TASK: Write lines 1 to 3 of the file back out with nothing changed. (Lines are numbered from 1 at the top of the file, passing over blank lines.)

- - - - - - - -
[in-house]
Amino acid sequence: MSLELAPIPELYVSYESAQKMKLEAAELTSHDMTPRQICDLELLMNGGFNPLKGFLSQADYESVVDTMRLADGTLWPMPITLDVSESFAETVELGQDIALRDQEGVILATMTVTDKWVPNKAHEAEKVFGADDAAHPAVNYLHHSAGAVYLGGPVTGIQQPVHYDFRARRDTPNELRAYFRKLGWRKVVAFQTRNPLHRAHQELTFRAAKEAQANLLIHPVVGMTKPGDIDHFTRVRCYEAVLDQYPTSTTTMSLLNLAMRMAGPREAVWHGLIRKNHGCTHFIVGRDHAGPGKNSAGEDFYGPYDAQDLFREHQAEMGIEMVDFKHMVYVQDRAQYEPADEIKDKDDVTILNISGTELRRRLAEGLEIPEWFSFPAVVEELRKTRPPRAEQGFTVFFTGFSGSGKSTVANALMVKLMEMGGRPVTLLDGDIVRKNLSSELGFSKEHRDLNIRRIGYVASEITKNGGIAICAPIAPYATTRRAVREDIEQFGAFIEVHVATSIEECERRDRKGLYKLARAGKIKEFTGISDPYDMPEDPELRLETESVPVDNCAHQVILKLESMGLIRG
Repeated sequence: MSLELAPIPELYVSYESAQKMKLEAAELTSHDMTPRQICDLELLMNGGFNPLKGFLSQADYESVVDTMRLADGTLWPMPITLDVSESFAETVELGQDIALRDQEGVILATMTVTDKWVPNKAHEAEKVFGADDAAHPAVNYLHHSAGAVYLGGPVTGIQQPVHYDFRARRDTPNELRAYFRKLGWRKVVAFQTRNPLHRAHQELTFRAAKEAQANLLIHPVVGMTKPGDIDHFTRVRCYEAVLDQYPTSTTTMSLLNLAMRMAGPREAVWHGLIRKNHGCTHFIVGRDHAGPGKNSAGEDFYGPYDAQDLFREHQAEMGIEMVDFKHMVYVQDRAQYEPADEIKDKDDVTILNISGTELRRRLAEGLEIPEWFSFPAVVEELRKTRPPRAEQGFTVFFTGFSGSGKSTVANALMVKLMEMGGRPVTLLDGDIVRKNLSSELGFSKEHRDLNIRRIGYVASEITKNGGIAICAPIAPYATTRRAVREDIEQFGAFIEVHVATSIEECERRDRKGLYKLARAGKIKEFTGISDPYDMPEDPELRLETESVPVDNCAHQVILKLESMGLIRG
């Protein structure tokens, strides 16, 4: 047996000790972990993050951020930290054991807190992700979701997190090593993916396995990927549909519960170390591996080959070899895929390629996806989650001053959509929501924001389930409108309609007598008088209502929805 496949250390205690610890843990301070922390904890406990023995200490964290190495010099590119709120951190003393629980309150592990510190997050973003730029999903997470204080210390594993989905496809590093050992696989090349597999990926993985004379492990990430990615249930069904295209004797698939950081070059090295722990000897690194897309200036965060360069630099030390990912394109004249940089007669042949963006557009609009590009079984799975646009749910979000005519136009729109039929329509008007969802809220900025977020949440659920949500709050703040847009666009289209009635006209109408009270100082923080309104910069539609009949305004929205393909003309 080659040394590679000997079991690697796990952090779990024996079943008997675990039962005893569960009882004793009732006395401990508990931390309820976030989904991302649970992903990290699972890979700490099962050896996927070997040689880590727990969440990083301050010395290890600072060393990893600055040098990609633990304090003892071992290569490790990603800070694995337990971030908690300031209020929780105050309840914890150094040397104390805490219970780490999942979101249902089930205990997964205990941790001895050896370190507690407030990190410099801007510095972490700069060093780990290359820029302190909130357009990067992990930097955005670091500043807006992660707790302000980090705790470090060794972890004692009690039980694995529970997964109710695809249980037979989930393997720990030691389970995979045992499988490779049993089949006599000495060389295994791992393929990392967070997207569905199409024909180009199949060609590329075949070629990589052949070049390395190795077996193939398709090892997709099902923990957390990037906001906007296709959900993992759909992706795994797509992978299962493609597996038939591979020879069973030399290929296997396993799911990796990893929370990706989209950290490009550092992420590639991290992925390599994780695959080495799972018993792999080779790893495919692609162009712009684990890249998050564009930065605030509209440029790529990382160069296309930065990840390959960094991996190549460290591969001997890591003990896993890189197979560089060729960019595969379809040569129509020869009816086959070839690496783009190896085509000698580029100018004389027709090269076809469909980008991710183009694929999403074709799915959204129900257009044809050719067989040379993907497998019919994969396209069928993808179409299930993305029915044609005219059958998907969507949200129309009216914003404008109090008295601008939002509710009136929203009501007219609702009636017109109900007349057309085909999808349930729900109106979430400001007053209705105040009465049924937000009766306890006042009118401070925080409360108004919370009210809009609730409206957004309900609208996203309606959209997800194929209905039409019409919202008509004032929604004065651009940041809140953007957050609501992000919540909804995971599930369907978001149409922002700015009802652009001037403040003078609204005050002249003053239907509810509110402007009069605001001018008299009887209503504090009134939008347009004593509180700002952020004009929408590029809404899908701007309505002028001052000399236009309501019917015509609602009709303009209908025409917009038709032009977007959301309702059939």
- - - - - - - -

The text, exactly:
[in-house]
Amino acid sequence: MSLELAPIPELYVSYESAQKMKLEAAELTSHDMTPRQICDLELLMNGGFNPLKGFLSQADYESVVDTMRLADGTLWPMPITLDVSESFAETVELGQDIALRDQEGVILATMTVTDKWVPNKAHEAEKVFGADDAAHPAVNYLHHSAGAVYLGGPVTGIQQPVHYDFRARRDTPNELRAYFRKLGWRKVVAFQTRNPLHRAHQELTFRAAKEAQANLLIHPVVGMTKPGDIDHFTRVRCYEAVLDQYPTSTTTMSLLNLAMRMAGPREAVWHGLIRKNHGCTHFIVGRDHAGPGKNSAGEDFYGPYDAQDLFREHQAEMGIEMVDFKHMVYVQDRAQYEPADEIKDKDDVTILNISGTELRRRLAEGLEIPEWFSFPAVVEELRKTRPPRAEQGFTVFFTGFSGSGKSTVANALMVKLMEMGGRPVTLLDGDIVRKNLSSELGFSKEHRDLNIRRIGYVASEITKNGGIAICAPIAPYATTRRAVREDIEQFGAFIEVHVATSIEECERRDRKGLYKLARAGKIKEFTGISDPYDMPEDPELRLETESVPVDNCAHQVILKLESMGLIRG
Repeated sequence: MSLELAPIPELYVSYESAQKMKLEAAELTSHDMTPRQICDLELLMNGGFNPLKGFLSQADYESVVDTMRLADGTLWPMPITLDVSESFAETVELGQDIALRDQEGVILATMTVTDKWVPNKAHEAEKVFGADDAAHPAVNYLHHSAGAVYLGGPVTGIQQPVHYDFRARRDTPNELRAYFRKLGWRKVVAFQTRNPLHRAHQELTFRAAKEAQANLLIHPVVGMTKPGDIDHFTRVRCYEAVLDQYPTSTTTMSLLNLAMRMAGPREAVWHGLIRKNHGCTHFIVGRDHAGPGKNSAGEDFYGPYDAQDLFREHQAEMGIEMVDFKHMVYVQDRAQYEPADEIKDKDDVTILNISGTELRRRLAEGLEIPEWFSFPAVVEELRKTRPPRAEQGFTVFFTGFSGSGKSTVANALMVKLMEMGGRPVTLLDGDIVRKNLSSELGFSKEHRDLNIRRIGYVASEITKNGGIAICAPIAPYATTRRAVREDIEQFGAFIEVHVATSIEECERRDRKGLYKLARAGKIKEFTGISDPYDMPEDPELRLETESVPVDNCAHQVILKLESMGLIRG